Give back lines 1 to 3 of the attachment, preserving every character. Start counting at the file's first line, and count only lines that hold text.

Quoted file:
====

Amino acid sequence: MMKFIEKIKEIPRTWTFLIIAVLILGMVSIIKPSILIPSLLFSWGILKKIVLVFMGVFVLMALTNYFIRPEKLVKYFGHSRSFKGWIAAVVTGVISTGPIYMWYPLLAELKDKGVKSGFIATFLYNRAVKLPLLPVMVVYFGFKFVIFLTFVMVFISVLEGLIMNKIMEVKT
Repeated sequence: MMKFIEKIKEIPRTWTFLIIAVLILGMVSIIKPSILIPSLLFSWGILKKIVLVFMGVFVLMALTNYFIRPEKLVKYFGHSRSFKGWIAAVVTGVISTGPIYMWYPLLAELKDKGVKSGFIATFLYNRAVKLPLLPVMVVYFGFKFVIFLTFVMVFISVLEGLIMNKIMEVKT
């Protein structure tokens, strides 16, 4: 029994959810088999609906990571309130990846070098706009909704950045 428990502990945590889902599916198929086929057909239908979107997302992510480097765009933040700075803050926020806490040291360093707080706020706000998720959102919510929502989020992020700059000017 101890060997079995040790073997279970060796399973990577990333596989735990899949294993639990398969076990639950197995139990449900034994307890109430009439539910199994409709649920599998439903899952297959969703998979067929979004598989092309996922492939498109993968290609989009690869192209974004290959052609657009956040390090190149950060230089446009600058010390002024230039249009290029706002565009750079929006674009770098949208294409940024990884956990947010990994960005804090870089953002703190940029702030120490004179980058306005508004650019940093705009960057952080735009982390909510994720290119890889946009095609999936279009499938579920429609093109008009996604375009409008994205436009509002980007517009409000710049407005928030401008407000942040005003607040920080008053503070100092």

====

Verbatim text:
Amino acid sequence: MMKFIEKIKEIPRTWTFLIIAVLILGMVSIIKPSILIPSLLFSWGILKKIVLVFMGVFVLMALTNYFIRPEKLVKYFGHSRSFKGWIAAVVTGVISTGPIYMWYPLLAELKDKGVKSGFIATFLYNRAVKLPLLPVMVVYFGFKFVIFLTFVMVFISVLEGLIMNKIMEVKT
Repeated sequence: MMKFIEKIKEIPRTWTFLIIAVLILGMVSIIKPSILIPSLLFSWGILKKIVLVFMGVFVLMALTNYFIRPEKLVKYFGHSRSFKGWIAAVVTGVISTGPIYMWYPLLAELKDKGVKSGFIATFLYNRAVKLPLLPVMVVYFGFKFVIFLTFVMVFISVLEGLIMNKIMEVKT
């Protein structure tokens, strides 16, 4: 029994959810088999609906990571309130990846070098706009909704950045 428990502990945590889902599916198929086929057909239908979107997302992510480097765009933040700075803050926020806490040291360093707080706020706000998720959102919510929502989020992020700059000017 101890060997079995040790073997279970060796399973990577990333596989735990899949294993639990398969076990639950197995139990449900034994307890109430009439539910199994409709649920599998439903899952297959969703998979067929979004598989092309996922492939498109993968290609989009690869192209974004290959052609657009956040390090190149950060230089446009600058010390002024230039249009290029706002565009750079929006674009770098949208294409940024990884956990947010990994960005804090870089953002703190940029702030120490004179980058306005508004650019940093705009960057952080735009982390909510994720290119890889946009095609999936279009499938579920429609093109008009996604375009409008994205436009509002980007517009409000710049407005928030401008407000942040005003607040920080008053503070100092």